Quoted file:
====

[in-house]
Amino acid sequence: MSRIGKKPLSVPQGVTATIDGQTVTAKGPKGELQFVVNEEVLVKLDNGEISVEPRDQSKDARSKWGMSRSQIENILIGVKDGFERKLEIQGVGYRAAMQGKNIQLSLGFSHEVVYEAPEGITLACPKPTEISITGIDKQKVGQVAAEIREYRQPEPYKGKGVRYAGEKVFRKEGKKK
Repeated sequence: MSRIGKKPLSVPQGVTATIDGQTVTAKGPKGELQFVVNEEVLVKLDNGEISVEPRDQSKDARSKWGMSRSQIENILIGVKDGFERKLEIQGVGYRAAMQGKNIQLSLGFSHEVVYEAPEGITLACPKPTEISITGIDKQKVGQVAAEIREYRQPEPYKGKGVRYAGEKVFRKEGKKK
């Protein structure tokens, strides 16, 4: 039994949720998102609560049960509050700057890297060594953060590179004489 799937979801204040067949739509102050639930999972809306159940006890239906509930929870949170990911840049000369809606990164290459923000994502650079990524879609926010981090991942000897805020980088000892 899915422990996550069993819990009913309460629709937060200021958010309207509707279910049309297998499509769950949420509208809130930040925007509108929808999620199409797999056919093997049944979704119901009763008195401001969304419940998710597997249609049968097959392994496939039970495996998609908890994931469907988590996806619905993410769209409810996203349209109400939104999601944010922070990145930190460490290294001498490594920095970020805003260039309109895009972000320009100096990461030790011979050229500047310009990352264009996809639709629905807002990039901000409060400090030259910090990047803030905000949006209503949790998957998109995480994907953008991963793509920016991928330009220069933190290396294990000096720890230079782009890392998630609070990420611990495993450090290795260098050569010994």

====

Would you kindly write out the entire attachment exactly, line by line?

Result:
[in-house]
Amino acid sequence: MSRIGKKPLSVPQGVTATIDGQTVTAKGPKGELQFVVNEEVLVKLDNGEISVEPRDQSKDARSKWGMSRSQIENILIGVKDGFERKLEIQGVGYRAAMQGKNIQLSLGFSHEVVYEAPEGITLACPKPTEISITGIDKQKVGQVAAEIREYRQPEPYKGKGVRYAGEKVFRKEGKKK
Repeated sequence: MSRIGKKPLSVPQGVTATIDGQTVTAKGPKGELQFVVNEEVLVKLDNGEISVEPRDQSKDARSKWGMSRSQIENILIGVKDGFERKLEIQGVGYRAAMQGKNIQLSLGFSHEVVYEAPEGITLACPKPTEISITGIDKQKVGQVAAEIREYRQPEPYKGKGVRYAGEKVFRKEGKKK
């Protein structure tokens, strides 16, 4: 039994949720998102609560049960509050700057890297060594953060590179004489 799937979801204040067949739509102050639930999972809306159940006890239906509930929870949170990911840049000369809606990164290459923000994502650079990524879609926010981090991942000897805020980088000892 899915422990996550069993819990009913309460629709937060200021958010309207509707279910049309297998499509769950949420509208809130930040925007509108929808999620199409797999056919093997049944979704119901009763008195401001969304419940998710597997249609049968097959392994496939039970495996998609908890994931469907988590996806619905993410769209409810996203349209109400939104999601944010922070990145930190460490290294001498490594920095970020805003260039309109895009972000320009100096990461030790011979050229500047310009990352264009996809639709629905807002990039901000409060400090030259910090990047803030905000949006209503949790998957998109995480994907953008991963793509920016991928330009220069933190290396294990000096720890230079782009890392998630609070990420611990495993450090290795260098050569010994």